Conferences, Calls For Papers & other opportunities
CfP - Urban resilience @ ASA 2019
Please find below a call for papers for panel A07 "Shaking Grounds. Strategies for urban resilience when homes make no safe heavens", which will be held at the ASA Conference 2019 on 3-6 September 2019 in Norwich, UK.
We call for contributes that engage with home, a special place where multiple vulnerabilities intersect, while sustainable livelihoods can be pursued. Without limiting our focus on mobility, how can urban ethnography contribute to policy-relevant researches which aim at enabling spatial justice?This panel invites ethnography- based contributions exploring urban knowledge (and its infrastructures) that critically engage with different knowledge practices in the context of contemporary 'urban challenges'.
Dr Aurora Massa (University of Trento)
Dr Sara Bonfanti (University of Trento)
To propose a paper, please follow the link: https://www.theasa.org/conferences/asa19/panels#all via the ASA website by 8 April 2019.
Panel A07 "Shaking Grounds. Strategies for urban resilience when homes make no safe heavens"
A key sustainable development goal for 2030 hopes for "making cities and human settlements inclusive, safe, resilient and sustainable". This panel invites contributes that engage with the enlacement between home, a specific kind of space (Douglas 1991), and vulnerability, a shifting existential condition (Das 2007). If one's dwelling place should provide a safe base from the intrinsic frailty of being human, its lived experience reveals the continuous interplay of risks and anchorages, in material, symbolic and relational terms. Homes make a threshold between domestic power scuffles (also mediated by gender and age) and everyday social exposure, ranging from homelessness or lack of shelter to precarious, inadequate or segregated housing arrangements. Multi-scale vulnerabilities may result harsher when considering mobile populations in urban milieus, such as economic migrants and refugees, who often inhabit the social margins, constrained by instances of legal instability and intersectional exclusion (Soya 2010). This panel calls for different case studies that offer empirical evidence on home as a site of spatial un/justice, where not only multiple vulnerabilities intersect, but social equity and sustainability can also be pursued, complying with or resisting to institutional powers. Without limiting our reflection to migration and diversity matters, we ponder: how can critical, participatory and/or policy-relevant researches in urban ethnography contribute to analyse homes as arenas for more inclusive rights to the city?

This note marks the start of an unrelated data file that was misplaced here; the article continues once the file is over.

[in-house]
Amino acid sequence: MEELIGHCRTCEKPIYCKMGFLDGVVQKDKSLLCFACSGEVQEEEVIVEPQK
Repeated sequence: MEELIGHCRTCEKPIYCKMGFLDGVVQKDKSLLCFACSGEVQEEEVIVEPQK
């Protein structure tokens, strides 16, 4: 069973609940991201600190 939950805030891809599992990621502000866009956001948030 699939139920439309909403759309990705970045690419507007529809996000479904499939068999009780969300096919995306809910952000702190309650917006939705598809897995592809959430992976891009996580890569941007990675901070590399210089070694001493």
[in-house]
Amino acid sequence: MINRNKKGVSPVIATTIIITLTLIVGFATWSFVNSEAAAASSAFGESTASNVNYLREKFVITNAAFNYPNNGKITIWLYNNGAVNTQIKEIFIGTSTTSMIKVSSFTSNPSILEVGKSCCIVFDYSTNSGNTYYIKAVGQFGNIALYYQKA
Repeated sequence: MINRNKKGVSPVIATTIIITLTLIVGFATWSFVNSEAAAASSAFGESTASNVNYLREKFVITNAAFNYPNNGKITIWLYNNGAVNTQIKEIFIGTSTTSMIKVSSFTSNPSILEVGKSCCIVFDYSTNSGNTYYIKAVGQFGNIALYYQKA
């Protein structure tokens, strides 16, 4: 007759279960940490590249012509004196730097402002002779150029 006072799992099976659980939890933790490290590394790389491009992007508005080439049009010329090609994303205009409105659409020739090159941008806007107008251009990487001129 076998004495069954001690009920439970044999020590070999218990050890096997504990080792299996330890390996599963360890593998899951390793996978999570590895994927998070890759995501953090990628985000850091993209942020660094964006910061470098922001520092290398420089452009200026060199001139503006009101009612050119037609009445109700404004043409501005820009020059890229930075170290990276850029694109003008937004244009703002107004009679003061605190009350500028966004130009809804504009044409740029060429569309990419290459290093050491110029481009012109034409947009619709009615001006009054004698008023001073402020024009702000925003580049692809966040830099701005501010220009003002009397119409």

Looking forward to hearing from you.
Sara and Aurora